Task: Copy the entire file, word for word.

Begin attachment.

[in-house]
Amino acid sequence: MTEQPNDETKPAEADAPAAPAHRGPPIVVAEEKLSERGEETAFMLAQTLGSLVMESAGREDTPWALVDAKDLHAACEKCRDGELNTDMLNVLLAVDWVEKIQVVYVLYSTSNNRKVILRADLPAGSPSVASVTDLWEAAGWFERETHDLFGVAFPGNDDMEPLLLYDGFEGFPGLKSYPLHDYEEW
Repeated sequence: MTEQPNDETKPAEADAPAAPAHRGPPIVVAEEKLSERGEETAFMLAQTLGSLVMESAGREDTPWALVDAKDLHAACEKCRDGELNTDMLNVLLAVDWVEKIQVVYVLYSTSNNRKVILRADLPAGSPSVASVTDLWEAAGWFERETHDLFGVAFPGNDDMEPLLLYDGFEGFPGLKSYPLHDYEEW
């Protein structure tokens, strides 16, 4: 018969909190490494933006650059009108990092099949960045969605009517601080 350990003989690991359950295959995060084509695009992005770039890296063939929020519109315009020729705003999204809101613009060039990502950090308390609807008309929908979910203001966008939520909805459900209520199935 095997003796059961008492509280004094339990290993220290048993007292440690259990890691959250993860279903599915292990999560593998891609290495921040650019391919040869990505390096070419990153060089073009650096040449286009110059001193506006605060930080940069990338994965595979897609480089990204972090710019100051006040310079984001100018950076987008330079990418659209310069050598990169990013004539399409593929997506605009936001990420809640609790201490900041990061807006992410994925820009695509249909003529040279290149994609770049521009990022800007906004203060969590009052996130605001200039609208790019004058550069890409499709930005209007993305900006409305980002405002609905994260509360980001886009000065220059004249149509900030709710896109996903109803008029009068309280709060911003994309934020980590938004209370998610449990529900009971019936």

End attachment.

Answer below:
[in-house]
Amino acid sequence: MTEQPNDETKPAEADAPAAPAHRGPPIVVAEEKLSERGEETAFMLAQTLGSLVMESAGREDTPWALVDAKDLHAACEKCRDGELNTDMLNVLLAVDWVEKIQVVYVLYSTSNNRKVILRADLPAGSPSVASVTDLWEAAGWFERETHDLFGVAFPGNDDMEPLLLYDGFEGFPGLKSYPLHDYEEW
Repeated sequence: MTEQPNDETKPAEADAPAAPAHRGPPIVVAEEKLSERGEETAFMLAQTLGSLVMESAGREDTPWALVDAKDLHAACEKCRDGELNTDMLNVLLAVDWVEKIQVVYVLYSTSNNRKVILRADLPAGSPSVASVTDLWEAAGWFERETHDLFGVAFPGNDDMEPLLLYDGFEGFPGLKSYPLHDYEEW
């Protein structure tokens, strides 16, 4: 018969909190490494933006650059009108990092099949960045969605009517601080 350990003989690991359950295959995060084509695009992005770039890296063939929020519109315009020729705003999204809101613009060039990502950090308390609807008309929908979910203001966008939520909805459900209520199935 095997003796059961008492509280004094339990290993220290048993007292440690259990890691959250993860279903599915292990999560593998891609290495921040650019391919040869990505390096070419990153060089073009650096040449286009110059001193506006605060930080940069990338994965595979897609480089990204972090710019100051006040310079984001100018950076987008330079990418659209310069050598990169990013004539399409593929997506605009936001990420809640609790201490900041990061807006992410994925820009695509249909003529040279290149994609770049521009990022800007906004203060969590009052996130605001200039609208790019004058550069890409499709930005209007993305900006409305980002405002609905994260509360980001886009000065220059004249149509900030709710896109996903109803008029009068309280709060911003994309934020980590938004209370998610449990529900009971019936």